TOKYO -- Japan imported more products than it exported for the third straight year in 2013, as a shrinking domestic manufacturing sector and fierce competition with Asia jeopardize its status as an exporter nation.
The country's trade deficit grew to a record 11.47 trillion yen ($111.05 billion), 4.5 trillion yen larger than in 2012, according to the Ministry of Finance. Export volume declined 1.5% despite the yen falling more than 20% against the dollar.
Nuclear reactor shutdowns drove fuel imports higher, contributing more than 2.8 trillion yen to the deterioration. The economic recovery boosted consumer demand for imported products as well. Clothing imports swelled 21.1%, while those for smartphones and other telecommunications equipment rose 24.6%.
As a rule, a softer yen temporarily inflates the dollar-denominated value of imports. But if the currency stays weak, the resulting increase in exports improves the trade balance. Based on this rule, the prevailing view held that the deficit would begun shrinking in the latter half of 2013.
Instead, it kept growing. The seasonally adjusted deficit for the October-December quarter stood at 3.51 trillion yen for two consecutive quarters of expansion.
A structural shift occurring in the manufacturing sector is behind shrinkingJapanese exports. At seventh place, Sony is the only Japanese smartphone maker to perform well in the global market, but it has already exited from domestic production of the devices. Imports account for half of all communication equipment distributed in Japan, according to estimates by Citigroup Global Markets Japan. The figure is approaching the level seen in the textile industry, which imports more than half its products.
Asian businesses have also become more competitive in terms of quality, putting another dent in Japanese exports. Companies in emerging markets ramped up steel and chemical production, contributing to a global oversupply. And an economic slowdown in China and other emerging countries is keeping both markets sluggish.
With domestic demand brisk, electric furnace steelmaker Tokyo Steel Mfg. decided last summer to stop exporting products. Domestic demand fueled by government spending has concealed the slump in exports.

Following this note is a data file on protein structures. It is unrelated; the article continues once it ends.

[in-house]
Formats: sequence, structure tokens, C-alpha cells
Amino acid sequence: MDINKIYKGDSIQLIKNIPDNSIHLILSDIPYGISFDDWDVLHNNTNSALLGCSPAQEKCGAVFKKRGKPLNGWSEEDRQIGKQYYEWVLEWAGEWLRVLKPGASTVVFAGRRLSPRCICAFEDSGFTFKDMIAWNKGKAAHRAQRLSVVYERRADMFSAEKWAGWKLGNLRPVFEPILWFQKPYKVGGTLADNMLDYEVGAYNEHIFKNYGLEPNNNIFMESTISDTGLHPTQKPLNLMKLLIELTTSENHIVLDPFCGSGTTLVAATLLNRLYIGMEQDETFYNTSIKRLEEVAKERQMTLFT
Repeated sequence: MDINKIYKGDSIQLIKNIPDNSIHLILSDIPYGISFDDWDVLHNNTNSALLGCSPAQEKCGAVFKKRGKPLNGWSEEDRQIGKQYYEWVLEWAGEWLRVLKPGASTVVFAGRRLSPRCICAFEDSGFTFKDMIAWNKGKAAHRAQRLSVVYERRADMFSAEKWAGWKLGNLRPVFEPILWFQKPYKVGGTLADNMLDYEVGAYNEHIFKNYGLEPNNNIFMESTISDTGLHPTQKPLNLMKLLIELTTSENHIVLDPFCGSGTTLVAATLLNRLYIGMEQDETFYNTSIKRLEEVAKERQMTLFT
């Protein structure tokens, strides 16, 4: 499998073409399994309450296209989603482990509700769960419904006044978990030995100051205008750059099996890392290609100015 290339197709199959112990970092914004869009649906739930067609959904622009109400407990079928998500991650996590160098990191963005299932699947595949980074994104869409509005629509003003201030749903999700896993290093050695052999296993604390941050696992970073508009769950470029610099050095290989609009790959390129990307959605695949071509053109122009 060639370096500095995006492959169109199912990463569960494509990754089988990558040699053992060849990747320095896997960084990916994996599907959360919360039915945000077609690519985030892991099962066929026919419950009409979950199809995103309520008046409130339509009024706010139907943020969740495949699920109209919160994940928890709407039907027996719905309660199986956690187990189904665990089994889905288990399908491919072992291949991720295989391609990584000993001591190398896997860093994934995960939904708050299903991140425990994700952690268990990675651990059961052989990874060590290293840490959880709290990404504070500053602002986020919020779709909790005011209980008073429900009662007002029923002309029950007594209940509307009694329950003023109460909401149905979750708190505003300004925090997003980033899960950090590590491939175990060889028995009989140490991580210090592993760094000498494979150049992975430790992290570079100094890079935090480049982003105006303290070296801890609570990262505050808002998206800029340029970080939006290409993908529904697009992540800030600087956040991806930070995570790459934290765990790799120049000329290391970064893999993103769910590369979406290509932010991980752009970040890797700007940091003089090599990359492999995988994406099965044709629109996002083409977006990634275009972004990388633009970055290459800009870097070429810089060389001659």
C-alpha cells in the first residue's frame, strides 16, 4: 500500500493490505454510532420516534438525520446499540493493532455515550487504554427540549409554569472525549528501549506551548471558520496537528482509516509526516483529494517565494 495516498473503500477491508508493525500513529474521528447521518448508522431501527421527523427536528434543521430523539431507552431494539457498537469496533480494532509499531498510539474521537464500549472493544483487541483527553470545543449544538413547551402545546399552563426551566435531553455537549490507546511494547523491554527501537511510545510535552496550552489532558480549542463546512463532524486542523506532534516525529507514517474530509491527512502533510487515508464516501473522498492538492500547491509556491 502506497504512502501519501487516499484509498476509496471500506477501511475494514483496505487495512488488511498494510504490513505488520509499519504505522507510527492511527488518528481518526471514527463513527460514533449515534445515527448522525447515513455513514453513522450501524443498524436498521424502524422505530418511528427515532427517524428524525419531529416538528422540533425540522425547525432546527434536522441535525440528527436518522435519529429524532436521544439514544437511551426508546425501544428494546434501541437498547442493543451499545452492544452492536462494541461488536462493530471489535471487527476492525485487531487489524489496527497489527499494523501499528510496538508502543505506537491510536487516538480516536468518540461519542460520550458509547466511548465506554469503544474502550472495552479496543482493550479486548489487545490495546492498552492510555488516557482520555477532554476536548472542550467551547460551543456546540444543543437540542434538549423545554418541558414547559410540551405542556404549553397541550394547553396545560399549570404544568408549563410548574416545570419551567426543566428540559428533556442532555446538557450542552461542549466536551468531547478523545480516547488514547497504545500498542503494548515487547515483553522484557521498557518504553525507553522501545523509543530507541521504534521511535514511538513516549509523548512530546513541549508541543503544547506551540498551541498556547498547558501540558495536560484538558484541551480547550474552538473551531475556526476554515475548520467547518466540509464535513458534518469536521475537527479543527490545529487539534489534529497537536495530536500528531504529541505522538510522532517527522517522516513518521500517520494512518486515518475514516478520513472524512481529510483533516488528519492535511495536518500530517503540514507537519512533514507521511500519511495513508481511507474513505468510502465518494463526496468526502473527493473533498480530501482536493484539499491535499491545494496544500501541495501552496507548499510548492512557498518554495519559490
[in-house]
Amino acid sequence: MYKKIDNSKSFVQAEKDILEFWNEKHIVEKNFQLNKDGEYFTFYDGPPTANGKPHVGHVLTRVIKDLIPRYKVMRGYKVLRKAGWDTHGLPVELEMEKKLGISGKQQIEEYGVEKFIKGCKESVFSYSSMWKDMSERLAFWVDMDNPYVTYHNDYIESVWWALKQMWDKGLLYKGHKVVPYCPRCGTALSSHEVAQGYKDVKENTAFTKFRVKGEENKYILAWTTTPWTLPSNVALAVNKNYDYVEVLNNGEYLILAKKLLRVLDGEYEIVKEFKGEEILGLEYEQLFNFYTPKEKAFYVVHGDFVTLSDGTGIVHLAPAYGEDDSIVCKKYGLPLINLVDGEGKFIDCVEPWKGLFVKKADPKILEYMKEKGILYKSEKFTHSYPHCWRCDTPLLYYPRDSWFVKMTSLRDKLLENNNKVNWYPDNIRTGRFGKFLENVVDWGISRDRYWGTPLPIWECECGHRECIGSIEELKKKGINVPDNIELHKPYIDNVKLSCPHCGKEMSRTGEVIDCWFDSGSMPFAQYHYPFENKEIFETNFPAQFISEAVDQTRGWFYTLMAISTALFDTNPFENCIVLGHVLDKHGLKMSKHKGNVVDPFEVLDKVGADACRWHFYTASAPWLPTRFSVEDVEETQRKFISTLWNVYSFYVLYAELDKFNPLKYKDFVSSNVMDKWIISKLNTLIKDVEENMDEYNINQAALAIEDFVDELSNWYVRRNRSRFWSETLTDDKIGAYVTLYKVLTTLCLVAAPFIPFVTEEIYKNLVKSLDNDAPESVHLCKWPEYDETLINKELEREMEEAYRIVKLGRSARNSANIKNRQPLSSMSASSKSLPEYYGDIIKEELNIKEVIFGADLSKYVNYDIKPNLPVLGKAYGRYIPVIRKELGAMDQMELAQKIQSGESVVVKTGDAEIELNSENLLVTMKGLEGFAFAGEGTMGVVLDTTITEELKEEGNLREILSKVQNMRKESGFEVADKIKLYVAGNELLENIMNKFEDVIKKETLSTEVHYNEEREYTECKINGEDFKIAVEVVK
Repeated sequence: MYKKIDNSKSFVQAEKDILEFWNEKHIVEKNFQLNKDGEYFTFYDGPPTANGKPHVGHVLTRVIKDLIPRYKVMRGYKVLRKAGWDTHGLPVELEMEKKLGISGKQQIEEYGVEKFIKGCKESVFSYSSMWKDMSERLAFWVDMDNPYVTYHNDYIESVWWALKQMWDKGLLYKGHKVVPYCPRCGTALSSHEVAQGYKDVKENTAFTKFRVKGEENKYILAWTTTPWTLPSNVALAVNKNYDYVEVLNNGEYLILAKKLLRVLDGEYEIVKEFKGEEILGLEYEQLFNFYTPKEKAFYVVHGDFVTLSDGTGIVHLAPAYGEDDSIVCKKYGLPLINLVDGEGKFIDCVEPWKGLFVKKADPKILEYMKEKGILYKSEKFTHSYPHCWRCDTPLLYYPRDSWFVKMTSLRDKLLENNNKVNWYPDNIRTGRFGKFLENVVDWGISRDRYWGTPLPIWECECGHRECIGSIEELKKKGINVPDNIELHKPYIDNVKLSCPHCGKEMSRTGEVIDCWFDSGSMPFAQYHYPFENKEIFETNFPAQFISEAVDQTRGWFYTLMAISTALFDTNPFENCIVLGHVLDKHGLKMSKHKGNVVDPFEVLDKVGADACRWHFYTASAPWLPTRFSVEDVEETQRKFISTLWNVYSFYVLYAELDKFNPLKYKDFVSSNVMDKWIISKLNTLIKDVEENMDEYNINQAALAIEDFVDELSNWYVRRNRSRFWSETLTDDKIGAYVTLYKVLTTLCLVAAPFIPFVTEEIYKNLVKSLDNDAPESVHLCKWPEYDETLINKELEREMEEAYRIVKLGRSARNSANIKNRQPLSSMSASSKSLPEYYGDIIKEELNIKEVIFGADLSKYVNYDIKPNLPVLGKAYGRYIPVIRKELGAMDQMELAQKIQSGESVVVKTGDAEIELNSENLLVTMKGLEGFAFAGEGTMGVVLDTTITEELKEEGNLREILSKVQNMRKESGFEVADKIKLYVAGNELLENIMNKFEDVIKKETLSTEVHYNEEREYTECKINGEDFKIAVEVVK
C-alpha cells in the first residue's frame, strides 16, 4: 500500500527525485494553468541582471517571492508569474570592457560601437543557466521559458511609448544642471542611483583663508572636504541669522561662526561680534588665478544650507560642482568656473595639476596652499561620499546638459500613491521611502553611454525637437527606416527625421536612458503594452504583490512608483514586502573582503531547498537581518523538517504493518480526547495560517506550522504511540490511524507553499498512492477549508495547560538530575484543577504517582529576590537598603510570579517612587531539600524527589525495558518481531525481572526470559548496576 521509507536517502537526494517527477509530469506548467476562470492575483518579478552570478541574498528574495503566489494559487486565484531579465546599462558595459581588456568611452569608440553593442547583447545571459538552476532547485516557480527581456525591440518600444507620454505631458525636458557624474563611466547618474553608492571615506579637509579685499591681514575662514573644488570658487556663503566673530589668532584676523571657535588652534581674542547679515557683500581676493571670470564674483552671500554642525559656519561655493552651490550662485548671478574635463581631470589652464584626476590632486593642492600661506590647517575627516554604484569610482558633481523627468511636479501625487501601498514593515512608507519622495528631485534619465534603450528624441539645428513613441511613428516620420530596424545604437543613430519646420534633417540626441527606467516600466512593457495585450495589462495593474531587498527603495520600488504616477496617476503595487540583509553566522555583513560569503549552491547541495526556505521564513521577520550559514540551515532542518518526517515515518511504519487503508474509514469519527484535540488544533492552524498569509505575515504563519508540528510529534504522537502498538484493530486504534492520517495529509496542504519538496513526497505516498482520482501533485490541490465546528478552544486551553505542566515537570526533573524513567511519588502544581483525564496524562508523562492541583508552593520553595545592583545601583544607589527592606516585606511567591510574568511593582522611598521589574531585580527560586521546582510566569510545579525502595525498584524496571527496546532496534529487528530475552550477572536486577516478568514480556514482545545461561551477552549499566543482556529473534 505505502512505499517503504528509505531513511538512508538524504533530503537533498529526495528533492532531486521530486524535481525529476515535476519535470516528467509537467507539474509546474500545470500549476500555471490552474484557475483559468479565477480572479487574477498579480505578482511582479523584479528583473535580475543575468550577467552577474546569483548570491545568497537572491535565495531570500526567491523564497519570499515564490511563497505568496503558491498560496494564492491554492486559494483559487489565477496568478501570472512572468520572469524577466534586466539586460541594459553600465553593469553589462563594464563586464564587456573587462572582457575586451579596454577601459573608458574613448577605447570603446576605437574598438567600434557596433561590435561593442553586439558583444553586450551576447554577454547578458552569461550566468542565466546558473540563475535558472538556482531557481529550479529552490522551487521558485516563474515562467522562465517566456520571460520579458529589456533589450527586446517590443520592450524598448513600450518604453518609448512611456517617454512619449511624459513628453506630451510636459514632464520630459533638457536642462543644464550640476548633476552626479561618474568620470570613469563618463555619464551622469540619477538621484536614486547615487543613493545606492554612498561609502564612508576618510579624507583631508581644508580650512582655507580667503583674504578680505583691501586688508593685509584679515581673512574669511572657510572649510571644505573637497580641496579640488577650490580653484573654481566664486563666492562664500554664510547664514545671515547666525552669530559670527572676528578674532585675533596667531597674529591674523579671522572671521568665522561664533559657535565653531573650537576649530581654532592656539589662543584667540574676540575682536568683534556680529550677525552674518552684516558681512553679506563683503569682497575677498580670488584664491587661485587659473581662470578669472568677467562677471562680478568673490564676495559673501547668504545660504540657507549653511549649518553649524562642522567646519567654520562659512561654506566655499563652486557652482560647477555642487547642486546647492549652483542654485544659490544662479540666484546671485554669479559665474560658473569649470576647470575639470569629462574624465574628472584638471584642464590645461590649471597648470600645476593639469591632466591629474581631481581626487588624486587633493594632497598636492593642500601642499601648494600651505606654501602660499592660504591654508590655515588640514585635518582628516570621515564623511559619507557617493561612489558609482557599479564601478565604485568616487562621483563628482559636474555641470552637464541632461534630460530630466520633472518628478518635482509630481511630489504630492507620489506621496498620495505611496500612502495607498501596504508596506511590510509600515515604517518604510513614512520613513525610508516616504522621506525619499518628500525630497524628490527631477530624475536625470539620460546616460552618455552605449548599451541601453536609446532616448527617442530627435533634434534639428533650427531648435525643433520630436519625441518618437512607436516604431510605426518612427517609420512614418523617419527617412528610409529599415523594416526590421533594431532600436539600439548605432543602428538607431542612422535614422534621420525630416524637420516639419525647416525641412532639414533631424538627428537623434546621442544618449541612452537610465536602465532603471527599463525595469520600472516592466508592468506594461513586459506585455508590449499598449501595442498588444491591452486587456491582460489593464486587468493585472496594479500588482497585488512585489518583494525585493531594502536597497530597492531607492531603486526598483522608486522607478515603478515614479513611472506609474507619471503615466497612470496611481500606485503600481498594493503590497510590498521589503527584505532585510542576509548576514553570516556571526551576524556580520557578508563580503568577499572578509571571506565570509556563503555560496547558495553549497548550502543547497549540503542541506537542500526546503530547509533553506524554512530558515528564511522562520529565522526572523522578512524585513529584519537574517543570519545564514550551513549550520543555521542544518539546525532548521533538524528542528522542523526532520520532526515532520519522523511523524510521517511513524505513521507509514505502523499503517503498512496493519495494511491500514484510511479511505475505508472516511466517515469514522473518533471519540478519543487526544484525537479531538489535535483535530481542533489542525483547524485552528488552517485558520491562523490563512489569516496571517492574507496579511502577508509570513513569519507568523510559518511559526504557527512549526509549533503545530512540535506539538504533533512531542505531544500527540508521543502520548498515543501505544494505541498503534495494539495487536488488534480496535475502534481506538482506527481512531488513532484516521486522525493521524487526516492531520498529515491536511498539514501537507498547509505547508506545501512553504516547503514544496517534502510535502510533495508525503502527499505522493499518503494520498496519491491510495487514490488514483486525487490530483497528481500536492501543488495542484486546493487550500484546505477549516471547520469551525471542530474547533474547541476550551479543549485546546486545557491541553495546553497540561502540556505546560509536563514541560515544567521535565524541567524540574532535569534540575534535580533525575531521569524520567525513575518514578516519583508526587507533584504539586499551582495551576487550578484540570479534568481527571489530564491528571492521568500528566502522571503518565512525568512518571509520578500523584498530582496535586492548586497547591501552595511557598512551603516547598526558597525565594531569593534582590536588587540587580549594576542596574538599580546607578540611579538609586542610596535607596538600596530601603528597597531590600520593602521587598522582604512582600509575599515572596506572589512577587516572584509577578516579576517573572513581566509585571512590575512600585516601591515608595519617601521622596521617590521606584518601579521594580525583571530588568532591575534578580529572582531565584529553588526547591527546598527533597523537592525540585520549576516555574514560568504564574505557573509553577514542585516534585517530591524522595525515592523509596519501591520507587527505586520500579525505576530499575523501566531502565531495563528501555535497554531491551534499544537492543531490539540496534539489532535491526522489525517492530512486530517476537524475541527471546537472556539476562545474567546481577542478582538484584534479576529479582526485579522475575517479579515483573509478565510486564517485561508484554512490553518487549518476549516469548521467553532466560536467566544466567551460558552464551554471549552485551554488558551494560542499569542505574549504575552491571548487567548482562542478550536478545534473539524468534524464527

Global exports in 2013 reflect changes in Japanese companies' standing as well as world trends.
Japan logged an electrical equipment trade surplus of 1.7 trillion yen, down 1.2 trillion yen, as waning competitiveness spurred a shift to overseas production. Meanwhile, Japan grew even more dependent on vehicle exports as the auto trade surplus climbed 1 trillion yen to 9.3 trillion yen.
Emerging markets are playing less of a role. Exports to the U.S., particularly vehicles, have soared thanks to a stronger economy and softer yen. U.S.-bound exports totaled 12.93 trillion yen, topping shipments to China, which reached 12.62 trillion yen, for the first time in five years.
Many private-sector research groups expect the deficit to contract from 2014 on as the spring consumption tax hike cools consumer demand, pushing down imports. Exports may also rise gradually if the yen stays around 100 to the dollar.
"We'll return to a trade surplus around 2016," said Junichi Makino at SMBC Nikko Securities.
But beyond car shipments to the U.S., few other potential export drivers exist. As long as Japan lacks innovative products to export, regaining its status as an export juggernaut could prove difficult.
Higher corporate earnings, thanks to a competitive edge sharpened by a soft yen, have lifted Japan's economy. But a continued trade deficit may cause side effects, such as higher priced imports.